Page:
Marketing the rainforest : 'green' panacea or red herring?

Dove, Michael
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Honolulu: East-West Center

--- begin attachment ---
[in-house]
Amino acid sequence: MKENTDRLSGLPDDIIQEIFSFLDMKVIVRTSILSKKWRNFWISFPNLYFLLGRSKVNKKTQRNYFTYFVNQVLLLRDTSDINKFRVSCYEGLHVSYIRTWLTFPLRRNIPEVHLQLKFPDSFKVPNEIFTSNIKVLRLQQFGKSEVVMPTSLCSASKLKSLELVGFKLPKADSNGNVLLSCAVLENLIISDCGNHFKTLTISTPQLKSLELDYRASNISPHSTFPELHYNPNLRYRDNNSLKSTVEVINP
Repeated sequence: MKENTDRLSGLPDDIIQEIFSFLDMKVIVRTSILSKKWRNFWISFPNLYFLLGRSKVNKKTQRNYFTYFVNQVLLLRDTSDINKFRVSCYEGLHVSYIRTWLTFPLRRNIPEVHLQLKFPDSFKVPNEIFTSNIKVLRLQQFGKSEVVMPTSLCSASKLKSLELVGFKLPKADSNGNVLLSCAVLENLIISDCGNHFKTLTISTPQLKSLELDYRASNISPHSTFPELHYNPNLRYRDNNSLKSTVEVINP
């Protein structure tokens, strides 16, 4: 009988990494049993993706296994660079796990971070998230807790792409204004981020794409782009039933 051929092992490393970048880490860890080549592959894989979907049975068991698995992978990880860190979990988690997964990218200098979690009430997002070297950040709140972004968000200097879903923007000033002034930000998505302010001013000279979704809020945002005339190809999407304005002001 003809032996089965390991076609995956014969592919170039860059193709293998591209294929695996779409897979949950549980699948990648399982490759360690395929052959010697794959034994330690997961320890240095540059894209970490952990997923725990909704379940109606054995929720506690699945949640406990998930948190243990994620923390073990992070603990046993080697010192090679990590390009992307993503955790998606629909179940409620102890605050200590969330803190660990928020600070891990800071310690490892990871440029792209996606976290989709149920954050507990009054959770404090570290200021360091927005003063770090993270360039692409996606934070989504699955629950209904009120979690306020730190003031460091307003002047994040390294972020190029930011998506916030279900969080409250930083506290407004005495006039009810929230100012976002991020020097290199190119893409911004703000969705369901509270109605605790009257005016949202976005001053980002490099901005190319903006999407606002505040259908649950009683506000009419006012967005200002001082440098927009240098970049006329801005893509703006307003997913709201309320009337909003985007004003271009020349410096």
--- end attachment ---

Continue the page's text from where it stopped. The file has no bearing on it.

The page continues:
As more and more of the world's tropical rainforests are cut down, environmentalists have come up with a new idea to stop the destruction: marketing non-timber products from the rainforest. They argue that if Western consumers buy forest products such as "Rainforest Crunch" ice cream, cookies, cereal, or cosmetics, the forest will become too valuable for the native people to cut down. Most of the trees, however, are cut down not by native forest dwellers but by commercial loggers and ranchers and the migrants who follow them. Moreover, whenever a forest product becomes valuable in international markets, elites are likely to appropriate it and leave only products of little value to the forest dwellers. Marketing rainforest products is not only trying to protect the trees from the wrong people; it perpetuates the process of leaving to the forest dwellers the resources of least interest to the broader society. The focus on "green shopping" is a dangerous distraction from the political and economic changes that must be made to encourage conservation of the world's tropical forests and improve the lot of the people who live there.
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